Embarrassed by Victoria’s wrong intuition (and annoyed by her screeching), I say, “Maybe it’s my sister’s two kids.” (Whenever Victoria is at a loss I feel a sudden urge to help out. I don’t want her to feel humiliated or discouraged. I want her to continue, so I can get the most for my $25.) But Victoria has pride and doesn’t allow herself—or me, for that matter—an easy way out.

“No, with you,” she screeches. “I see two.”

As if his provenance might reveal the secret behind our childless marriage, Victoria wants to know where my husband comes from.

“Mexico,” I offer.

Suddenly Victoria sees a lot of people who don’t want us to be together. One short, heavy woman keeps reappearing. “This woman is jealous,” Victoria says, “and her skin is darker than yours.” This is a game with a rather predictable outcome, I think, and happily play along.

“My mother-in-law?” I say.

“Possibly,” she answers.

But except for my mother-in-law, the future promises to be hunky-dory: good health, a life-long marriage and professional success. Someone might die soon, but since it is neither my husband nor I, I really don’t care.

Now it is time for my question. “When will success arrive and what is it going to be like?” I ask, hoping that Victoria takes this as the single two-part question it is meant to be.

Two small t-shaped furrows surface in between Victoria’s eyes. In this critical, pensive mode her face looks even more beautiful.

“Success will come around August,” she promises. “I give you another question.”

“For free?” I asked insecurely. “How do you know all these things?”

Her Rumanian grandmother was a psychic, and Victoria started “picking up on it” when she was 12.

The head of a small boy with fuzzy dark hair appears between the curtains. “Mom! What day is it today?” (The psychic gene clearly hasn’t been carried down to Victoria’s son.) Victoria looks at me, quizzically. “Monday?” She says. I shrug. “Tuesday!” She corrects herself, laughing.

I leave Victoria with the feeling that the future will be a-okay.

III. Where I Learn That the Future Is Still Under Construction

I am hooked. My visit with Victoria has triggered my investigative reporter compulsion. In a trash alley off Roosevelt Avenue I come upon an abandoned table with cards, candles and a painting of parrots. A mural of stars and woven lines leads me up the building’s stairs. Nirvana’s “Smells Like Teen Spirit” blasts from behind closed doors. I knock, but no one answers. I knock again, this time a bit harder. Finally Anna appears. She looks pale, skinny and disheveled and wants $60 for a reading. Her voice raspy and abrupt, she calls me “sweetheart” after each sentence. “Excuse our appearance, sweetheart,” she says, twitching. “We are still under construction.”

Having had bad experiences with the psychic skills of dope fiends before, I am spooked and excuse myself. “Sorry,” I say, “I don’t have much money.”

“That’s okay, sweetheart,” Anna says. “How much you got?” “Ten dollars,” I say, knowing that $10 wouldn’t buy her a fix. She shakes her head and walks me back to the door.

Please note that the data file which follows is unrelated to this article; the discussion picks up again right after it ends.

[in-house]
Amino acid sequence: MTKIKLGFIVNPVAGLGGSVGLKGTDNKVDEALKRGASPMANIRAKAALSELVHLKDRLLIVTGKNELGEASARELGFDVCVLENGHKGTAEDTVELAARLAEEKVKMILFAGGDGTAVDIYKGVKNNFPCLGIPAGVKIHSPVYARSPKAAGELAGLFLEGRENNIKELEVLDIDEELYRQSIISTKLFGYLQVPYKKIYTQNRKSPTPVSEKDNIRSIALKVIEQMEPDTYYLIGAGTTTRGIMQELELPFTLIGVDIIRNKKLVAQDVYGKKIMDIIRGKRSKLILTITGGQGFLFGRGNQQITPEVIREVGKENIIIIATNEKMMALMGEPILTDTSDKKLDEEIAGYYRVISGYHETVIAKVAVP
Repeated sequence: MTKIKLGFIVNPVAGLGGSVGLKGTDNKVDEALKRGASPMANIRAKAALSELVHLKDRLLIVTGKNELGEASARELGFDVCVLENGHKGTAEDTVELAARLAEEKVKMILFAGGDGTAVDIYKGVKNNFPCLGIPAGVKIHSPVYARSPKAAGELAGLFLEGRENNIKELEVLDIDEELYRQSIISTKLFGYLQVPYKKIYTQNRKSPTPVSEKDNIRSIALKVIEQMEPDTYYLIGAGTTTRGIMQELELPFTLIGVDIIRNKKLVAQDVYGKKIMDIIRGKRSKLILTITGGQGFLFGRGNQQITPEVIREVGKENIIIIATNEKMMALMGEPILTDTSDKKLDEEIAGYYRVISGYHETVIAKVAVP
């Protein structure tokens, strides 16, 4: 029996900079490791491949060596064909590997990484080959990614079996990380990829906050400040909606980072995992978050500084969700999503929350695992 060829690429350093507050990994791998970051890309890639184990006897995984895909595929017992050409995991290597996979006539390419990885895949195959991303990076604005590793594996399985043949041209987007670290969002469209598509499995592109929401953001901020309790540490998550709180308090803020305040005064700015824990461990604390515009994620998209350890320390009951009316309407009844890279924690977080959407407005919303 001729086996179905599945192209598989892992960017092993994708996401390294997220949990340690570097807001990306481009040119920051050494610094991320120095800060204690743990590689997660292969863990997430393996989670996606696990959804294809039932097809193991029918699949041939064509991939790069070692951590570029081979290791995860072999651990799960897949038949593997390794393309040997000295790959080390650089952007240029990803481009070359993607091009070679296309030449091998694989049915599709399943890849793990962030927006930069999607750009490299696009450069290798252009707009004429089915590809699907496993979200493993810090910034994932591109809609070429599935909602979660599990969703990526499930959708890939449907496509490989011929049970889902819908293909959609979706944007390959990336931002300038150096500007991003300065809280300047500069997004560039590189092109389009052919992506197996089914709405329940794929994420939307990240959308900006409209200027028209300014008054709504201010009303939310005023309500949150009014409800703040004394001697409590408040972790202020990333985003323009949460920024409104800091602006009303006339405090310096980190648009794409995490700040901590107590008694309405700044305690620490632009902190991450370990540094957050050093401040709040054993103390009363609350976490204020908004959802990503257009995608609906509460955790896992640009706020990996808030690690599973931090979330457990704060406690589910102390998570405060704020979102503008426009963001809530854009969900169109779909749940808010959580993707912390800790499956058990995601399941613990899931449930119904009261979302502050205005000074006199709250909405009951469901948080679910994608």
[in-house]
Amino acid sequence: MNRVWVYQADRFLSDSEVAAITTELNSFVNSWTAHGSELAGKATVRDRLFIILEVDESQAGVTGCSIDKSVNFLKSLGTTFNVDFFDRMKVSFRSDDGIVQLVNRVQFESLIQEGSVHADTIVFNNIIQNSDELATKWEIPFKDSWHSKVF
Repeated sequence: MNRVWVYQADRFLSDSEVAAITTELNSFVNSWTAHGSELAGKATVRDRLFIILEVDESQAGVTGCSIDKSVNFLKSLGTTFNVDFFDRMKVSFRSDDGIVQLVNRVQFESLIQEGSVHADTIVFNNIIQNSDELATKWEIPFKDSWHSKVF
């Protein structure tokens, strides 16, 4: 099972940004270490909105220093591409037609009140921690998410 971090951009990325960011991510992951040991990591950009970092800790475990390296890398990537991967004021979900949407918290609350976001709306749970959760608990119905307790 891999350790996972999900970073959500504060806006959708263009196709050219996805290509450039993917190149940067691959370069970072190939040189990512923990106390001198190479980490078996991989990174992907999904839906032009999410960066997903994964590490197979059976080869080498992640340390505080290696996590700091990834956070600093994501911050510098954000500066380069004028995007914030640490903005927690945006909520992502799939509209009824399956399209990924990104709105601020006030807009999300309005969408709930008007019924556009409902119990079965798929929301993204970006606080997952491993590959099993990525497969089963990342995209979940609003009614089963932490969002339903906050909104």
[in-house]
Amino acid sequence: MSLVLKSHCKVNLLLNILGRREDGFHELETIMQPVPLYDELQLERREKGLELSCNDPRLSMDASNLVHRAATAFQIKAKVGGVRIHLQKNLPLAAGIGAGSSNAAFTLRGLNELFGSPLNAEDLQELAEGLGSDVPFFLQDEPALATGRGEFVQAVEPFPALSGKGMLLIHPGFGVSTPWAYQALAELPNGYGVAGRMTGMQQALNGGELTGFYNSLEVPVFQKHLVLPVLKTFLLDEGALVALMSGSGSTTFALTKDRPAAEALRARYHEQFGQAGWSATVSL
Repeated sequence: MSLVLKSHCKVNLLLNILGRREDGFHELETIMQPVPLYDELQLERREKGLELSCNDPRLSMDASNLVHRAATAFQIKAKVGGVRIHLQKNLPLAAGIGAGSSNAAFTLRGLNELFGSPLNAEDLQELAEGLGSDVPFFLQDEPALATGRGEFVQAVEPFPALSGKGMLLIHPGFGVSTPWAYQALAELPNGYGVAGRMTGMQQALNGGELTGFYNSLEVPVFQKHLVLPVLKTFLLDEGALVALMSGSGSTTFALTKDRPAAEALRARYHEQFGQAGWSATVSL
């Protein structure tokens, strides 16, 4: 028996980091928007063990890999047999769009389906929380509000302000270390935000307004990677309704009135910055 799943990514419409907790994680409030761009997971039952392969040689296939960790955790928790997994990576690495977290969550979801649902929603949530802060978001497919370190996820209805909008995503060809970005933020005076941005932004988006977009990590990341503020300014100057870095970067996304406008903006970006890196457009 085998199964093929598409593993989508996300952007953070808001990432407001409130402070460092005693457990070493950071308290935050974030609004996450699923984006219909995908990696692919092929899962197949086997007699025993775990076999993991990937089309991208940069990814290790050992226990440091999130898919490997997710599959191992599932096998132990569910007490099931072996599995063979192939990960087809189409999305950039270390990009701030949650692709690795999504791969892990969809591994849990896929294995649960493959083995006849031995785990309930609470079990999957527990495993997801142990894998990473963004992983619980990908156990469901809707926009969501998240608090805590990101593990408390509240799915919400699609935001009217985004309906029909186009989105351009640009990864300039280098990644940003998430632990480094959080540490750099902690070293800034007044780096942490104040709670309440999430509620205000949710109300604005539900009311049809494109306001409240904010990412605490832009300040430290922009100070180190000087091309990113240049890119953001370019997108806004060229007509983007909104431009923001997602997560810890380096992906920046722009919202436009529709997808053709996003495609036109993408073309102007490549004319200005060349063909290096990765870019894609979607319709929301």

On my way home I pass a chalkboard, on which, in rainbow colors, Psychic Theresa advertises her skills.

When Theresa opens the door, it is clear that she didn’t foresee me coming. She looks utterly surprised and makes me wait in the hallway for another ten minutes. I count the dead flies on top of splatters of blood on the hallway walls.

Like Victoria, Theresa has a little altar where she mixes Christian artifacts with New Age objects. Toys and drawing books are scattered on the floor. Theresa turns off the big flat-screen TV and makes herself comfortable on the white couch. For me she has pulled up a plastic folding chair. Theresa’s shoulder-length hair is brown and wavy with an inch of grey emerging from the scalp. Her teeth are a nicotine-stained mess; the tidiest things in the room are her neatly plucked eyebrows. Theresa’s face provides a window into a life that hasn’t been easy. She coughs up some heavy phlegm and we begin to hold hands.

“You’ve been a little bit confused lately,” she begins. Lately? Confusion has been a part of my life, like breakfast, lunch and dinner. Right now, for example, being so close to a stranger confuses me.

“Your lifeline is long,” She adds in her husky voice. “Negative substances is not good for you. You do that in moderation.” Trying to figure out what constitutes moderation, I glimpse at Theresa’s brown teeth and take another whiff of her smoky breath.

“Things have not come easy to you,” she murmurs mystifyingly. “You take things in life very serious.” Theresa talks slowly, like in a trance: “Doubt… problems… negativity… disappointments… bumps… struggles… lack of trust.” In New York you can never go wrong assuming bumps, problems and struggles. And there is really no reason to trust anyone in this world. Suddenly Theresa surprises me. “You like to write,” she says. My surprise, though, bursts like a bubble, when she adds, “Or do you like to make music, paint?” (In New York, one or the other always works.)